Ironically, General Beg accused Western countries of encouraging Iraq to invade Kuwait, though he continued to lead his armed forces against Iraq to support Saudi Arabia.[5][6][7] As Iraq's war with Kuwait divided Pakistanis, Beg carefully commanded and deployed the Pakistan Armed Forces' contingent forces during the Operation Desert Storm.[4][6][8]

After the 1991 Gulf war, Iraq began building closer relations with India after having considered it one of its closest allies. It then became a major oil supplier to India.[9] Iraq had supported India's right to develop its nuclear program following its tests of five nuclear weapons on May 11 and May 13, 1998.[10] In 1999, their partnership crumbled when Iraq and India began to work towards a stronger relationship. In 2000, the then-Iraqi Vice-President Taha Yassin Ramadan visited India, and on 6 August 2002, President Saddam Hussein conveyed Iraq's "unwavering support" to India over the Kashmir dispute with Pakistan.[10][11] India and Iraq established joint ministerial committees and trade delegations to promote extensive bilateral co-operation.[12][13]

Normalization of relations[edit]

In 2003, prior to the outbreak of the second Gulf War, the Government of Pakistan announced it was opposed to any military action against Iraq.[14] Pakistan was under tremendous public pressure to vote against the war, although some had considered voting for the war.[15] However, after the war ended, Pakistan had indicated that it was willing to send its Middle East military contingent forces to Iraq for peacekeeping if the Iraqi people wanted them to do so.[16]

The United States and the United Kingdom made many calls for the deployment of the Pakistan military's contingent forces for peacekeeping operations in Iraq.[17] The Pakistani military officials countered that, "Given the uprising against the US-led coalition forces in Iraq and the internal anarchy there, sending our troops at this time would be like jumping into fire."[17] Tensions between the two countries remained intense over the issue of foreign hostages in Iraq. In 2004–05, 14 Pakistani citizens were made hostages of which two hostages were killed by their captors in Iraq.[18][19] Nonetheless, the relations were normalized following the United States troops withdrawal from Iraq. In 2013, both countries signed a defence pact.[20][21]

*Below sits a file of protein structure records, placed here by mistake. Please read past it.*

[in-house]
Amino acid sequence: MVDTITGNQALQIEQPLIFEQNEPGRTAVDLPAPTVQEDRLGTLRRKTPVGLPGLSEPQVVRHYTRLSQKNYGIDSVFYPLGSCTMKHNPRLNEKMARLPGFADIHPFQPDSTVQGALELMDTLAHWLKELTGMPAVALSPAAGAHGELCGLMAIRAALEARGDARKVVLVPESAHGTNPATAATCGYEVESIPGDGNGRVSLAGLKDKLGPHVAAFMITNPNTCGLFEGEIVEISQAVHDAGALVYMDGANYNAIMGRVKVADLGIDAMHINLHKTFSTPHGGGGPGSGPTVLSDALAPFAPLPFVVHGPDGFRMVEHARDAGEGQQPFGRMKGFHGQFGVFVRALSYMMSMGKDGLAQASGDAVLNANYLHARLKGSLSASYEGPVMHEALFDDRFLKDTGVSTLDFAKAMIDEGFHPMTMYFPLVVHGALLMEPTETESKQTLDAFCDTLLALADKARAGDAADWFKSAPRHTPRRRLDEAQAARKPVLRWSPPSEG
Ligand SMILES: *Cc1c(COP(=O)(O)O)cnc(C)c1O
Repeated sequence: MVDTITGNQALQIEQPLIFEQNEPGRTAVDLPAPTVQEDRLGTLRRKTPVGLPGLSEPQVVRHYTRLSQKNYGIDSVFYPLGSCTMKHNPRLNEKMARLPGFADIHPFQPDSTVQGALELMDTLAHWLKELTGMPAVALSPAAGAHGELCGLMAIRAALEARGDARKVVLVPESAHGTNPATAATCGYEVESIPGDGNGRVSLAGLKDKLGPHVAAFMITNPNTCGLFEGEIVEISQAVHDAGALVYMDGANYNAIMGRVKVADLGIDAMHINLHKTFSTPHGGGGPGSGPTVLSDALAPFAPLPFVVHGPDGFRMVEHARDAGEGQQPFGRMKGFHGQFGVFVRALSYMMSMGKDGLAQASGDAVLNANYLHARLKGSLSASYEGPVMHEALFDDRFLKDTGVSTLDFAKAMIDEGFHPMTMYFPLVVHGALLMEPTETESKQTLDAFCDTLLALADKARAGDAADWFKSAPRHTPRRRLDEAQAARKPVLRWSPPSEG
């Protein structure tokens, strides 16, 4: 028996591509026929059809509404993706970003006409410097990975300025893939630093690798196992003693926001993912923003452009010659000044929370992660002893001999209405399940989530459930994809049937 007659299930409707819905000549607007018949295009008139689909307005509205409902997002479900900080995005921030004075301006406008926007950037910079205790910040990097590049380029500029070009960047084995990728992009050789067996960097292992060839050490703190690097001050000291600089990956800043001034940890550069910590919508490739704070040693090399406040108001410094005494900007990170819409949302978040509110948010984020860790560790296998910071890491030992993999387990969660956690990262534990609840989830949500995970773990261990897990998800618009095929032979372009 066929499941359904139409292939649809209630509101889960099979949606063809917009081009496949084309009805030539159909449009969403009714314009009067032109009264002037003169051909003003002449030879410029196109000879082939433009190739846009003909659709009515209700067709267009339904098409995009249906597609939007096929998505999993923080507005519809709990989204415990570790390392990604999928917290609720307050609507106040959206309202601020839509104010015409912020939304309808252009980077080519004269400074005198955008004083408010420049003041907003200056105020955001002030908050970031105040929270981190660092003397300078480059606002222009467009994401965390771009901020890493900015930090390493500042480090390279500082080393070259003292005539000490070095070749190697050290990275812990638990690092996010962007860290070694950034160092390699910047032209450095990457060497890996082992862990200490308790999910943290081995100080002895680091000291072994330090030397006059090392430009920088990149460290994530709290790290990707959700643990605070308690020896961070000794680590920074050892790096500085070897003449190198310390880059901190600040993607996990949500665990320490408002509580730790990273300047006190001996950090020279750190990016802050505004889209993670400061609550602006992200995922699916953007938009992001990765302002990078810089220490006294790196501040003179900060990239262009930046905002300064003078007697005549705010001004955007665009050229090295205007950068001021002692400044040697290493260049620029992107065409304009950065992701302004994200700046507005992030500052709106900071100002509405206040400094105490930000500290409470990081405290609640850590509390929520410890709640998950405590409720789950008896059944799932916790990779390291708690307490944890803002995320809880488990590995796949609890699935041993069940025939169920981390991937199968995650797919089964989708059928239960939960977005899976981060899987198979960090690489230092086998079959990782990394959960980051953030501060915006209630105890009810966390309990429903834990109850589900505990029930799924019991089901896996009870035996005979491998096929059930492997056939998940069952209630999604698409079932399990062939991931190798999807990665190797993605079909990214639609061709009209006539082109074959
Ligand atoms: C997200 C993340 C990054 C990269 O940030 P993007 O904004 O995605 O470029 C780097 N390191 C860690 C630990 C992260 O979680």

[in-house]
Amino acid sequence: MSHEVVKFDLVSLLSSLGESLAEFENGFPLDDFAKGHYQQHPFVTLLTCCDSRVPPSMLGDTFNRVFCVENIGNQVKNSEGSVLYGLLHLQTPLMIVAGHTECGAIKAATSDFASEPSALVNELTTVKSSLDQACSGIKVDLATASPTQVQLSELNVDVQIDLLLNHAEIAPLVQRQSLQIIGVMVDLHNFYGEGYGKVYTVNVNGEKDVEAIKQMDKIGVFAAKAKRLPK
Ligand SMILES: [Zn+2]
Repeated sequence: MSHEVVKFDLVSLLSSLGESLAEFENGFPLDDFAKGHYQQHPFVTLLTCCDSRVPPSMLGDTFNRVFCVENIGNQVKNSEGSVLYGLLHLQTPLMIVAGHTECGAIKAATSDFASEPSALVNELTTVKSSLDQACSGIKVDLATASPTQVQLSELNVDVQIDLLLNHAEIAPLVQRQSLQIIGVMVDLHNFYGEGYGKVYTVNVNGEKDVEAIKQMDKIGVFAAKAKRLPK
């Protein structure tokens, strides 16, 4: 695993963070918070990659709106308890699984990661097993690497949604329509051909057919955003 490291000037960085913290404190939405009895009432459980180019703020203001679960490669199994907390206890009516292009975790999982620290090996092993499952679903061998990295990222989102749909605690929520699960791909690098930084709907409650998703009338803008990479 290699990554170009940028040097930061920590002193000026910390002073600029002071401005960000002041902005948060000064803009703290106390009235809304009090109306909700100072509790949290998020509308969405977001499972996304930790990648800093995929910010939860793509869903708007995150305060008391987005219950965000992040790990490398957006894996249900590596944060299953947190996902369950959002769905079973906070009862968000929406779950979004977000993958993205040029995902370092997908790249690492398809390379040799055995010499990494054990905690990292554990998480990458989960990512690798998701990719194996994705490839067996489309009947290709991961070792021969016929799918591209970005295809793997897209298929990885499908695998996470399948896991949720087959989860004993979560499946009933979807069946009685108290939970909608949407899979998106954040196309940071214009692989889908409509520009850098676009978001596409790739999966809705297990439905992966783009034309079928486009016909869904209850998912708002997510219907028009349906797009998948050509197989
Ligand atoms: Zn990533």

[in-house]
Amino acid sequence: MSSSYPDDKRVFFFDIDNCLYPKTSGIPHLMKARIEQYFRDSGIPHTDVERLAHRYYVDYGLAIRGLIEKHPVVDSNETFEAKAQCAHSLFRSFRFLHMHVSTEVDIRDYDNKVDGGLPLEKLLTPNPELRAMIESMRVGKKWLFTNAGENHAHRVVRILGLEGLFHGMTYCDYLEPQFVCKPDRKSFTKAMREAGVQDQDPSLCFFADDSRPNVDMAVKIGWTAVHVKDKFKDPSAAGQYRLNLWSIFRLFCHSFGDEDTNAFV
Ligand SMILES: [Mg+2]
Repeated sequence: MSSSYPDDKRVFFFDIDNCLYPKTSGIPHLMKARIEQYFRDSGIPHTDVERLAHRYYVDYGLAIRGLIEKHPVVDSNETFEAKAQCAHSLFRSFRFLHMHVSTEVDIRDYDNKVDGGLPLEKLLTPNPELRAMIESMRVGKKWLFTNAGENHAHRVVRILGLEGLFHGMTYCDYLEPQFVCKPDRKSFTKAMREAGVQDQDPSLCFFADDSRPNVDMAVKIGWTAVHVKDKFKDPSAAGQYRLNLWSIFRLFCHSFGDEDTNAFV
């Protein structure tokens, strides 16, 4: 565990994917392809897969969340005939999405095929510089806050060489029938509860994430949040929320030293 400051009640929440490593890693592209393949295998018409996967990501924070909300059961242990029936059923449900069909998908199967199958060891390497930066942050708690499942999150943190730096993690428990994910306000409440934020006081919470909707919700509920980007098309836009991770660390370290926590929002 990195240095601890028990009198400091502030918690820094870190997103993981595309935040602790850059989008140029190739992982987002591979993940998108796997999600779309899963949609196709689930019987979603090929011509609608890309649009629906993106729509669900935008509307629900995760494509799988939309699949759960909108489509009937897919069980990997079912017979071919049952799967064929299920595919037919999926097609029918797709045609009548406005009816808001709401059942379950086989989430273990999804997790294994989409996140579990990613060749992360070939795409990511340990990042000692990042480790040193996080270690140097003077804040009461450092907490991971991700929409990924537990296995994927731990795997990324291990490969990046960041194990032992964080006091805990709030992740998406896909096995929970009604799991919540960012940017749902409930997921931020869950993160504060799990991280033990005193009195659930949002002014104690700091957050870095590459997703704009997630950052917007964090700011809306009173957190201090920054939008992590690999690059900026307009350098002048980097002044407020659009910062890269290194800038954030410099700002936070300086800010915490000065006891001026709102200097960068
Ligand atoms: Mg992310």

Iraq's ambassador to Pakistan Dr. Rushdi Al-Ani claimed that Iraq considers Pakistan a Muslim super power and that Iraq was willing to supply Pakistan with oil unconditionally.[22]

In 2014 Iraq purchased the Super Mushak trainer aircraft from Pakistan as part of improving defense relations between the two countries.[23]


  1. ^ a b Shahid Saeed (3 April 2011). "Caught! (But what?): Follows the mystery of the arms cache that was discovered in the Iraqi embassy in Islamabad in 1973". Friday Times. Retrieved 10 August 2013. 
  2. ^ a b c Mylroie, Laurie (2001). Study of revenge : the first World Trade Center attack and Saddam Hussein's war against America (Rev. ed. ed.). Washington, D.C.: AEI Press. ISBN 0-8447-4169-8. 
  3. ^ a b c d e Shah, Mehtab Ali (1997). The foreign policy of Pakistan : ethnic impacts on diplomacy, 1971-1994. London [u.a.]: Tauris. ISBN 1-86064-169-5. 
  4. ^ a b Singh, R.S.N. (2008). "Nawaz Sharif and Military". The military factor in Pakistan. New Delhi: Frankfort, IL. pp. 84–85. ISBN 0-9815378-9-8. 
  5. ^ Hiro, Dilip (2003). Desert shield to desert storm : the second Gulf war. New York: Authors Choice Press. ISBN 0-595-26904-4. 
  6. ^ a b Ghareeb, Majid Khadduri, Edmund (2001). War in the Gulf, 1990-91 : the Iraq-Kuwait conflict and its implications. Oxford [u.a.]: Oxford University Press, Ghareeb. ISBN 0-19-514979-3. 
  7. ^ Petre, H. Norman Schwarzkopf, written with Peter (1993). It doesn't take a hero : the autobiography (Bantam paperback ed. ed.). New York: Bantam Books. ISBN 0-553-56338-6. 
  8. ^ Crossette, Barbara (: August 14, 1990). "CONFRONTATION IN THE GULF; Pakistanis Agree to Join Defense of Saudi Arabia". NYTime, 1990. Retrieved 26 March 2013.  Check date values in: |date= (help)
  9. ^ Schaffer, Teresita C. (2009). India and the United States in the 21st century : reinventing partnership. Washington, D.C.: CSIS Press. ISBN 0892065729. 
  10. ^ a b US-Iraq War: India's Middle East policy
  11. ^ India, Iraq Agree on Co-operation
  12. ^ Iraq prizes ties with India: Saddam
  13. ^ Iraq Economic and Commercial Relations
  14. ^ Pakistan opposes Iraq war - BBC News
  15. ^ Pakistan's key Iraq decision - BBC News
  16. ^ Pakistan willing to send Iraq troops - BBC News
  17. ^ a b Qudssia Akhlaque (July 9, 2003). "Pakistan to wait for appropriate time: Troops for Iraq". Dawn Area studies. Retrieved 10 August 2013. 
  18. ^
  19. ^ Sinan, Omar (July 29, 2004). "Pakistani hostages killed by militants". The Independent (London). Retrieved May 2, 2010. 
  20. ^ APP (Friday, 18-November-2011). "Pakistan to improve relations with Iraq: Khar". Gazette. Retrieved 10 August 2013.  Check date values in: |date= (help)
  21. ^ APP (March 25, 2013). "Pakistan, Iraq to sign defence cooperation pact". The Nation. Retrieved 10 August 2013.